I recall my last appearance there with the Valiant’s, a group I organized a few years earlier as a sophomore at East Chicago Roosevelt with the late Fred Kelly a gifted baritone.

I returned to East Chicago the end of my sophomore year in college with my roommate, a fine guitarist, Frank”Silk”Smith a chemistry major from Cleveland I’d teamed with in Nashville. That summer Frank stayed with my family and I. Our plan was to secure music bookings and gigs around the Chicago/Gary area together as we worked in the steel mills to make a little extra money before heading back to Fisk.I also sang with The Valiants my earlier group who were booked for a show at the Masonic Hall.The group was still fantastic and had recorded my early ballad,“I Shed a Tear” sung by lead singer Fred Kelly an original Valiant. My next-door neighbor, Solomon Ard,who was the first black Fire Chief of East Chicago, along with a former member of “The Senators” singing group, Delroy Bridgeman who’d returned from the Armed services. Rounding out the group was the late beloved Clifton “Bellows” Johnson.

Frank “Silk” Smith and I had gigged around Nashville’s clubs and colleges and earned a few bucks on the Music City’s famous Music Row recording demos and jingles. Frank backed us on guitar and was asked to play for the The Opals who at the time were riding the “Hit Chart” with  a danceable tune,”Hop, Skip and Jump”. The talented group was the Region’s answer to the “Supremes” but never received the deserved recognition nor the needed promotion as a female vocal group. Talented, singer/actor Ludie Washington sang with the Valiants after I left the group to attend University also performed on the show along with Gordon Keith. Both men were among the four co-founders of Steeltown records; the label that originally discovered and recorded the Jackson Five and Michael as well as “The Valiants.”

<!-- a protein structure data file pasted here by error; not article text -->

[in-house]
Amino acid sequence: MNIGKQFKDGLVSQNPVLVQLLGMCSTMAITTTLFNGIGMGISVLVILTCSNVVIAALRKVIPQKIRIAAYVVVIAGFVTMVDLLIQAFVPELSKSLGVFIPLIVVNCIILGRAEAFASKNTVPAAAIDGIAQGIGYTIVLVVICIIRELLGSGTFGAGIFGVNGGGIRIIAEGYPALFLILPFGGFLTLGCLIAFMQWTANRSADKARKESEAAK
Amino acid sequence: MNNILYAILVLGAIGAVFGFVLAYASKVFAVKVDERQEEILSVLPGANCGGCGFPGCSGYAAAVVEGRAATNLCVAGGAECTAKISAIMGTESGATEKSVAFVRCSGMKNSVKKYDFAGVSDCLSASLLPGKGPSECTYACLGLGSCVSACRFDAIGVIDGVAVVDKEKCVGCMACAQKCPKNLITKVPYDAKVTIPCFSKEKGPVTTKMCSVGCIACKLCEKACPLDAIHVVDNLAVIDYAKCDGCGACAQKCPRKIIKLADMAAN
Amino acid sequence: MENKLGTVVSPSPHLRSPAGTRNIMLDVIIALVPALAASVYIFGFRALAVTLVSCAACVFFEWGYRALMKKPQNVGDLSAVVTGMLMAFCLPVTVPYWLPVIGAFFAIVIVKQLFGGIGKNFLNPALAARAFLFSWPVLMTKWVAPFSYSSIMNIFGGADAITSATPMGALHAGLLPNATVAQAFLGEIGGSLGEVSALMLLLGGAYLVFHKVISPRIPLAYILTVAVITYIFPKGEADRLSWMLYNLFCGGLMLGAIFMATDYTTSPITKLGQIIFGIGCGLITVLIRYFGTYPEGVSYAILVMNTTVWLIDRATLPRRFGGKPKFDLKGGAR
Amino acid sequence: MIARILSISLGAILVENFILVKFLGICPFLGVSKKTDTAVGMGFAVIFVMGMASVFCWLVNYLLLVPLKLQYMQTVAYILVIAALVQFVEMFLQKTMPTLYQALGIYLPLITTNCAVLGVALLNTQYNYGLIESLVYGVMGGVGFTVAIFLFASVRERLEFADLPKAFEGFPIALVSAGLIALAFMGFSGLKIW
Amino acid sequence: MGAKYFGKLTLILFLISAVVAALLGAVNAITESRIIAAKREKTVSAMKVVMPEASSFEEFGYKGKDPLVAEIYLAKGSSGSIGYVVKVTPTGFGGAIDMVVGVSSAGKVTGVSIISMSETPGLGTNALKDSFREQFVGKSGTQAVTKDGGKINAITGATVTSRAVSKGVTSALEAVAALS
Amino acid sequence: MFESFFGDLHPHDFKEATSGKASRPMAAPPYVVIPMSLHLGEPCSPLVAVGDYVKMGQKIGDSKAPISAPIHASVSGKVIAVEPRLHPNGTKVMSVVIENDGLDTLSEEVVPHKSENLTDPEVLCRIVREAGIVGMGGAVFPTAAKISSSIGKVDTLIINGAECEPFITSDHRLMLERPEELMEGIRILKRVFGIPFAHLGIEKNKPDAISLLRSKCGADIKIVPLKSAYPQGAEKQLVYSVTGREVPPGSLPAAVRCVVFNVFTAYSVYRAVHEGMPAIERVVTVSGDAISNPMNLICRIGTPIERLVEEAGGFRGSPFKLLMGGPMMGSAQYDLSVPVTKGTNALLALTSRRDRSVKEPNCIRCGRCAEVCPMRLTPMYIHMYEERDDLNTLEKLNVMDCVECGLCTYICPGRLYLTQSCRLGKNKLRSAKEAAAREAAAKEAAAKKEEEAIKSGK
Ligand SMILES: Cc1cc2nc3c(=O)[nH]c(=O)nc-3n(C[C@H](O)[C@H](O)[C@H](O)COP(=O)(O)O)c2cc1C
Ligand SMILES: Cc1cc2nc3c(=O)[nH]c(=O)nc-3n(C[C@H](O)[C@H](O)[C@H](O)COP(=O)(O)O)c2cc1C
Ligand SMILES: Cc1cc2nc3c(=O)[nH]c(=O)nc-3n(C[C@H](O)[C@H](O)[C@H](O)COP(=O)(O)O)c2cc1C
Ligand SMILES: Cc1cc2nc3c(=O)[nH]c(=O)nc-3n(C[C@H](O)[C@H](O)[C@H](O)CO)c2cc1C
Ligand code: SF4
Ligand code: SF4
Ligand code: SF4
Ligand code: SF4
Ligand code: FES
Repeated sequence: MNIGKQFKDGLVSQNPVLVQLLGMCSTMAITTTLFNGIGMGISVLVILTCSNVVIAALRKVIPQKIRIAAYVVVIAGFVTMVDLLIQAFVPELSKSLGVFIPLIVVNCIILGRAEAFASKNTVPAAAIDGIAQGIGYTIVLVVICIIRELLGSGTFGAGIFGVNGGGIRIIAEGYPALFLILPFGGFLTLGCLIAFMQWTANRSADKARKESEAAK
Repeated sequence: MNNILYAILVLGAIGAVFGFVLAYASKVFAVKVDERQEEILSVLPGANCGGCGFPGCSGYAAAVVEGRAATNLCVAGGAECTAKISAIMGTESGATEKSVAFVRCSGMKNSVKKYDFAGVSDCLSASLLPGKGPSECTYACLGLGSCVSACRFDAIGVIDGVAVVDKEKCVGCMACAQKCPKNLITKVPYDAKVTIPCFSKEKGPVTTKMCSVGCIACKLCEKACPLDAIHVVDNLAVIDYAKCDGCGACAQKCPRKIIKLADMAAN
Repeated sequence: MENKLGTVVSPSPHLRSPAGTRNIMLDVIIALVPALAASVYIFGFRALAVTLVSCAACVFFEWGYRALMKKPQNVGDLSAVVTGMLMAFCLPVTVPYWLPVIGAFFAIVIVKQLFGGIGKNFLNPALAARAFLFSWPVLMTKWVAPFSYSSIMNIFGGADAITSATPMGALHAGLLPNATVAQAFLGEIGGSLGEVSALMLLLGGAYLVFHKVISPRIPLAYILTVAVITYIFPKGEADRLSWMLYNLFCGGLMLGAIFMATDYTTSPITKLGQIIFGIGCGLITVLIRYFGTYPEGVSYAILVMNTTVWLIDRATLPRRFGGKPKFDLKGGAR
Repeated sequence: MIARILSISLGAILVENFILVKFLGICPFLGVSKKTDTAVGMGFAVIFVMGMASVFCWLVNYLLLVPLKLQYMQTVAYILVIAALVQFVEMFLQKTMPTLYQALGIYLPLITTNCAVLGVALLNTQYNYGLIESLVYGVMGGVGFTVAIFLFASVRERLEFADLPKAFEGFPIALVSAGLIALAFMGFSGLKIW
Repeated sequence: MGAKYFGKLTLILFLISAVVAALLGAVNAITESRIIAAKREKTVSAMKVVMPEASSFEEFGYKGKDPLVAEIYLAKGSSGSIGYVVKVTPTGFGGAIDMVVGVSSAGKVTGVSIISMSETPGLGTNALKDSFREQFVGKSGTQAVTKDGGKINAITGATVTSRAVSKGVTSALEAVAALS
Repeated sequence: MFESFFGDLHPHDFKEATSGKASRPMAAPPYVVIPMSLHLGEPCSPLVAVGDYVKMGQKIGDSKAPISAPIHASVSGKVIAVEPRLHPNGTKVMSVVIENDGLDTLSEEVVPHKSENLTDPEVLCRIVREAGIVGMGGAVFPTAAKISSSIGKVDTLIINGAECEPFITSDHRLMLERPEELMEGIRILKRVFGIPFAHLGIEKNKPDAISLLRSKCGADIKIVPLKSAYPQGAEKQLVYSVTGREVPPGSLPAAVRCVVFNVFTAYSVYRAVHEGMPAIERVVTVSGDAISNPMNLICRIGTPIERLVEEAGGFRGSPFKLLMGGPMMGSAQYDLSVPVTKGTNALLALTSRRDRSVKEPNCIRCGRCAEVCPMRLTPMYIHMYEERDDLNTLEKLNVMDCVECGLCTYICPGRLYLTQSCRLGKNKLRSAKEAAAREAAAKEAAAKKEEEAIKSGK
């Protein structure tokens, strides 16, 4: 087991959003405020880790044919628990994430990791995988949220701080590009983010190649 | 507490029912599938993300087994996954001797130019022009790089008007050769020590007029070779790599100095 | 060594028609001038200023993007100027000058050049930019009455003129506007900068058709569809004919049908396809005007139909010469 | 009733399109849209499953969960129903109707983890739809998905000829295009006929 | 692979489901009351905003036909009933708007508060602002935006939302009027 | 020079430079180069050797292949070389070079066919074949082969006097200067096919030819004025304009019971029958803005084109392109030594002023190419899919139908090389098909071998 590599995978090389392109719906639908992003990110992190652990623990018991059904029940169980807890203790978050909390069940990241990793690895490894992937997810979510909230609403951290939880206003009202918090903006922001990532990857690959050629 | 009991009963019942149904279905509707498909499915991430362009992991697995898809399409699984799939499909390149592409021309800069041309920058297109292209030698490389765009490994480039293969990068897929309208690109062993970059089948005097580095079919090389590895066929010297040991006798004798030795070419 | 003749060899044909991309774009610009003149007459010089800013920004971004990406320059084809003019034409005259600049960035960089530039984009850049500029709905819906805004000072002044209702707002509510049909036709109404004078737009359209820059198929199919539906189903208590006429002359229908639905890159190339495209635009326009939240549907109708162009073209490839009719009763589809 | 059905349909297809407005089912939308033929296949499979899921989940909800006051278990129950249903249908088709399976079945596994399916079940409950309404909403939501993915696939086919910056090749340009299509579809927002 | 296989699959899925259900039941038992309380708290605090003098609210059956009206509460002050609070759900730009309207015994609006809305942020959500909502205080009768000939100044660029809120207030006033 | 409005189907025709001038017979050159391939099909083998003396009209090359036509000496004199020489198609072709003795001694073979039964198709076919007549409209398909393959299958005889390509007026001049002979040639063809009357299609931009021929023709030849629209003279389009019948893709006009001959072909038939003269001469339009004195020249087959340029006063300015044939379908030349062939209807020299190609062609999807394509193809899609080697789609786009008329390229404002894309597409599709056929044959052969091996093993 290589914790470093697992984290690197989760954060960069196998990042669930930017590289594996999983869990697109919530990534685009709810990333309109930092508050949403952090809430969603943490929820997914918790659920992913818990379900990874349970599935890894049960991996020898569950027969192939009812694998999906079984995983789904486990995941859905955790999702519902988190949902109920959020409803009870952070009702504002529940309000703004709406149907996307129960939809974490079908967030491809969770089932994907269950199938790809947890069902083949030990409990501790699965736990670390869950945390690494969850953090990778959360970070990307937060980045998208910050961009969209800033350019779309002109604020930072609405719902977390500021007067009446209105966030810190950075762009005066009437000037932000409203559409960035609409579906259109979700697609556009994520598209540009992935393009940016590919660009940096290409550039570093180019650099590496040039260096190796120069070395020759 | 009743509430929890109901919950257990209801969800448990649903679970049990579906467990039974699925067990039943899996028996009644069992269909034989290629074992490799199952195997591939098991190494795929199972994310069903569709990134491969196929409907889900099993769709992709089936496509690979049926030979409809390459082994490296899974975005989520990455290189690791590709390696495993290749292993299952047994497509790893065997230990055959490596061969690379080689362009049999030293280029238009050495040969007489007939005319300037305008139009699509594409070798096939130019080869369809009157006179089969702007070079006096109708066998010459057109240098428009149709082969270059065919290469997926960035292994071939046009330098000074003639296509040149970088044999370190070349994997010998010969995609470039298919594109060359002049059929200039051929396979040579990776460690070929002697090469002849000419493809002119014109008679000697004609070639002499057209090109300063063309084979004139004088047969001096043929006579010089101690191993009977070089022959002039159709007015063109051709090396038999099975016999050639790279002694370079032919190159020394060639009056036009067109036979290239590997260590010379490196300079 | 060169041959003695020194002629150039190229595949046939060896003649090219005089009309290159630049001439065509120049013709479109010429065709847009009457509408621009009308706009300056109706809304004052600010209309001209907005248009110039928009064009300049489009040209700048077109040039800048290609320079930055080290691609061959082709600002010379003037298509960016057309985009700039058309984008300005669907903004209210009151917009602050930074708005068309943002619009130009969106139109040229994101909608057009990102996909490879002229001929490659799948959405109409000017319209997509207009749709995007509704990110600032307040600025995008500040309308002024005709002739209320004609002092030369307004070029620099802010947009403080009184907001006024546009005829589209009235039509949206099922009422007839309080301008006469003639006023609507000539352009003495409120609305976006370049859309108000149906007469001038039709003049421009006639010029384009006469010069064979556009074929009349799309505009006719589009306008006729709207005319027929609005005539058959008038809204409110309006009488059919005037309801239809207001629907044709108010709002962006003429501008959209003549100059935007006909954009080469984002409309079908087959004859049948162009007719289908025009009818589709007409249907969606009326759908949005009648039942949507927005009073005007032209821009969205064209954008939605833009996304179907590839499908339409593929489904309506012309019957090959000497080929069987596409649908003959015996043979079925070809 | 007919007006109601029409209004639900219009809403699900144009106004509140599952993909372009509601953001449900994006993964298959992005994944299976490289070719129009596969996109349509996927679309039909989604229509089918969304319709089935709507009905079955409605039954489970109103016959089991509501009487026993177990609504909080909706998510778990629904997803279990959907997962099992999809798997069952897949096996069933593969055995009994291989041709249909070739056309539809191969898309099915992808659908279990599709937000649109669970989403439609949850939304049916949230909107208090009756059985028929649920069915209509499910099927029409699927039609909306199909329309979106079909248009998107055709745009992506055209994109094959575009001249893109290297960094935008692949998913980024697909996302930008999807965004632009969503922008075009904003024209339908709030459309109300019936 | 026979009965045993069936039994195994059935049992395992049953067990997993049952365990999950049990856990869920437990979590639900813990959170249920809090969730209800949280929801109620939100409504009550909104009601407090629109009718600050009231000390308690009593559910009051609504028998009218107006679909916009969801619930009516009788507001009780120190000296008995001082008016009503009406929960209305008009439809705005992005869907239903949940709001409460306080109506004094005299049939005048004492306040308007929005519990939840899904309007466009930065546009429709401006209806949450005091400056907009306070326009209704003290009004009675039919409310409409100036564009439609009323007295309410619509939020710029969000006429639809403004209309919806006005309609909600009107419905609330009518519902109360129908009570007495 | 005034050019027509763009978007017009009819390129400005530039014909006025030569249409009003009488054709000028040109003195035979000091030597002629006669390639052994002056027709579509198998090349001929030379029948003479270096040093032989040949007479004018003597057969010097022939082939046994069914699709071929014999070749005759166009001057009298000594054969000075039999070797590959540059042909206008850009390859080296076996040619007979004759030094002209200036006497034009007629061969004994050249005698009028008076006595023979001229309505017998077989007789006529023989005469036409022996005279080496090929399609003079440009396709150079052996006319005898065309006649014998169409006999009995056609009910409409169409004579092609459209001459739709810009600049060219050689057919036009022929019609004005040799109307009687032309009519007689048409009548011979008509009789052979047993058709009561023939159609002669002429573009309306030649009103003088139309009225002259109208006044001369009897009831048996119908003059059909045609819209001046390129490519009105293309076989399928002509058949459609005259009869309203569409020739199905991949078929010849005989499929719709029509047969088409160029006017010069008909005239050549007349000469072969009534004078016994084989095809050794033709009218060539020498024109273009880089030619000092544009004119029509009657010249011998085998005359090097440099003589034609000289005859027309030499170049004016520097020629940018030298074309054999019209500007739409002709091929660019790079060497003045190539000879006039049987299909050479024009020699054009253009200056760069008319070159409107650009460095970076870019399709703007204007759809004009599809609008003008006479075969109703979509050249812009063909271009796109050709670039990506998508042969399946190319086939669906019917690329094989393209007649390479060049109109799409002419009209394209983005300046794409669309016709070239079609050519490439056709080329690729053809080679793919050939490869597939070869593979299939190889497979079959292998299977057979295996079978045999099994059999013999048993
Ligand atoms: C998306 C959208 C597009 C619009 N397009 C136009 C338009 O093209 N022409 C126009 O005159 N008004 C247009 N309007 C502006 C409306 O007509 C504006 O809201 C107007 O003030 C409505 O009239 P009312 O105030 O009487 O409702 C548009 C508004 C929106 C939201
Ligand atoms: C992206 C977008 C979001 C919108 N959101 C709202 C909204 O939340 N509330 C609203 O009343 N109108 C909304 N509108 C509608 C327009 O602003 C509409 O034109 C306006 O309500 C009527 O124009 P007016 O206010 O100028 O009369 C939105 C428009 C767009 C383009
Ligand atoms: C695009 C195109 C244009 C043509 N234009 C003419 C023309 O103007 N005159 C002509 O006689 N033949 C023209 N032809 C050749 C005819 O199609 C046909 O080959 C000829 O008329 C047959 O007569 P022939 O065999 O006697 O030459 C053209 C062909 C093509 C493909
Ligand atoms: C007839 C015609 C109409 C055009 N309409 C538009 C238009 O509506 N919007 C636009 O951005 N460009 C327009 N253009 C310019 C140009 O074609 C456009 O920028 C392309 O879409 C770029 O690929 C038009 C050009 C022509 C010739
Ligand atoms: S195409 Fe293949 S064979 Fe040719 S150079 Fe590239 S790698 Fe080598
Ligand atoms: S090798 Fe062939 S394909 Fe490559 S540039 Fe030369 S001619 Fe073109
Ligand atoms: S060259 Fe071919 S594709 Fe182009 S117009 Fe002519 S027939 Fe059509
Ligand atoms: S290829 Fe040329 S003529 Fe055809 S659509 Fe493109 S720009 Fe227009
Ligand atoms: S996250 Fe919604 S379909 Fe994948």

The Masonic Hall was packed that grand night and the entertainment was as usual excellent. I had seen The ECW Senators a male vocal group led by Delroy Bridgeman and made up of black , white and Puerto Rican students, signed to Gary’s Vee Jay records as well as Mo Rodgers and other great local groups had appeared at the Masonic Hall over decades. The Valiants last show remains my fondest memory of a place and time in history with old friends with whom I spent many hours singing and harmonizing some of whom have  made their transition: Fred Kelly, Solomon Ard, Richard Sanders (original Valiant), Clifton “Bellows” Johnson all gone too soon.masonic-hall-ec-indianaMasonic Hall Indiana Harbor an historic landmark and popular hub of Black and Latino  Social life. The  ECW Senators a racially integrated student singing Group, A classic picture of An African American Debutant’s Ball. Social events, dances and performances were part of the Masonic Hall’s community based programs.

The Masonic Hall, a fabled institution that provided much fun, recreation and community engagement for generations of black and Hispanic residents. One other personal highlight of that special summer came when” Frank “Silk” Smith and I performed at the new Sheraton Hotel in downtown Gary. Headlining the show were the Jackson Five featuring a phenomenal other worldly, supremely gifted “man-child” named Michael, we all knew Michael and the group were destined for ‘Big, Big’ things, everyone within ear shot of the Sheraton’s new sparkling hotel ballroom was in awe, completely mesmerized the rest as they say:”is history”! D. Day Media 2017